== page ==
Poetry collection. Compiled ca. 1999

When I Have Fears That I May Cease To Be – Keats
The Second Coming – Yeats
She Dwelt Among the Untrodden Ways – Wordsworth
On My First Son – Jonson
The Tyger – Blake
Denial – Herbert
The Windhover – Hopkins
God's Grandeur – Hopkins
Death Be Not Proud – Donne
Do Not Go Gentle into That Good Night – Thomas
Excerpt from Hamlet – Shakespeare
Epilogue from The Tempest – Shakespeare
The Jabberwocky – Carroll
Ulysses – Tennyson
Musée des Beaux Arts – Auden  (Includes Brueghel's Icarus, the inspiration of the poem)
The Corpus Christi Carol – Anonymous
Carrion Comfort – Hopkins
Ozymandias – Shelly
Batter My Heart, Three-Personed God – Donne
Meditation: John 6.51. I am the Living Bread – Taylor
Redemption – Herbert
On His Blindness – Milton
Elegy for Jane – Roethke
Dulce et Decorum Est – Owen
No Worst, There Is None – Hopkins


When I have fears that I may cease to be
    Before my pen has glean'd my teeming brain.
Before high piléd books, in charactry,
    Hold like rich garners the full ripen'd grain;
When I behold, upon the night's starr'd face,
    Huge cloudy symbols of a high romance,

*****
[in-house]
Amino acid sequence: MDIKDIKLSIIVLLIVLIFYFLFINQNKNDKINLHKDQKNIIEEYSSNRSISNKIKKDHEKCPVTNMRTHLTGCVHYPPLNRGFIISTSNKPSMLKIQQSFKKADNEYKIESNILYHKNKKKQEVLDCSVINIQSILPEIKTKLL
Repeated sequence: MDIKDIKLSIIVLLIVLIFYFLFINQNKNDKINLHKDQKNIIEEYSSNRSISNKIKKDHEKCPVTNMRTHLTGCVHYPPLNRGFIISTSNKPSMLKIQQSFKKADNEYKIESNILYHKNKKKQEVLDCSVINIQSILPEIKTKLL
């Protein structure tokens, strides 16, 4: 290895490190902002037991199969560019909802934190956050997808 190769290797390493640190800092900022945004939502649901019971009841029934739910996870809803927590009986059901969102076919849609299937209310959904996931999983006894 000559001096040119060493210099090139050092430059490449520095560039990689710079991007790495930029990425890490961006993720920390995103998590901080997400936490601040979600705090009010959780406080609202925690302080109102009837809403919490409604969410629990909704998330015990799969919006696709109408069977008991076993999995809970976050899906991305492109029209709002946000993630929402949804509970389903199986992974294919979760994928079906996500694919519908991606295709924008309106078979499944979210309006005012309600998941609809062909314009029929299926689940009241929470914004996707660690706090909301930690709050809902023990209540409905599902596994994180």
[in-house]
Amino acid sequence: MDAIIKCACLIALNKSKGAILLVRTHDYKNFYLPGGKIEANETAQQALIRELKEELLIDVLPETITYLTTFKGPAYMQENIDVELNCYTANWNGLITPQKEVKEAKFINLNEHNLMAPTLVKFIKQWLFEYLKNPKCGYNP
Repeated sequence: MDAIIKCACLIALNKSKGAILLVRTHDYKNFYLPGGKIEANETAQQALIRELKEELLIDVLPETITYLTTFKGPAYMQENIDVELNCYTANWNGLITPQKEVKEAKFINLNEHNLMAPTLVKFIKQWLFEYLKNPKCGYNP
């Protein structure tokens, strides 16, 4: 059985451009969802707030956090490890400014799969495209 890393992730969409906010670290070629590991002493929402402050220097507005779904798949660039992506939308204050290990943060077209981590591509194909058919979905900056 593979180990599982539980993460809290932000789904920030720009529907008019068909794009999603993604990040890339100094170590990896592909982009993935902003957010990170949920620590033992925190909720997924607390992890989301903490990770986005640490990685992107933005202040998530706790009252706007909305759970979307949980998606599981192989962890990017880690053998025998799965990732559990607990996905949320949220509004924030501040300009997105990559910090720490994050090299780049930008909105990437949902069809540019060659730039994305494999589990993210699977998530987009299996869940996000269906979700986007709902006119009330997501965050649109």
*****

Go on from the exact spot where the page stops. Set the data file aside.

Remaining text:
And think that I may never live to trace
    Their shadows, whith the magic hand of chance;
And when I feel, fair creature of an hour,
    That I shall never look upon thee more,
Never have relish in the færy power
Of unreflecting love;— then on the shore
Of the wide world I stand alone, and think
Till love and fame to nothingness do sink.
                                –John Keats

The Second Coming

Turning and turning in the widening gyre
The falcon cannot hear the falconer;
Things fall apart; the center cannot hold;
Mere anarchy is loosed upon the world,
The blood-dimmed tide is loosed, and everywhere
The ceremony of innocence is drowned;
The best lack all conviction, while the worst
Are full of passionate intensity.
Surely some revelation is at hand;
Surely the Second Coming is at hand.
The Second Coming! Hardly are those words out
When a vast image out of Spiritus Mundi
Troubles my sight: somewhere in sands of the desert
A shape with lion body and the head of a man,
A gaze blank and pitiless as the sun,
Is moving its slow thighs, while all about it
Reel shadows of the indignant desert birds.
The darkness drops again; but now I know
That twenty centuries of stony sleep
Were vexed to nightmare by a rocking cradle,
And what rough beast, its hour come round at last,
Slouches towards Bethlehem to be born?
                                 –W.B Yeats

She Dwelt Among the Untrodden Ways

She dwelt among th'untrodden ways
    beside the springs of Dove,
A maid whom there were none to praise
    And very few to love;

A violet by the mossy stone
    Half-hidden from the eye!
–Fair as a star, when only one
    is shining in the sky.

She lived unknown, and few could know,
    When Lucy ceas'd to be;
but she is in her grave, and, oh,
    The difference to me!
                                   –William Wordsworth

On My First Son

Farewell, thou child of my right hand, and joy;
My sin was too much hope of thee, loved boy:
Seven years thou wert lent to me, and I thee pay,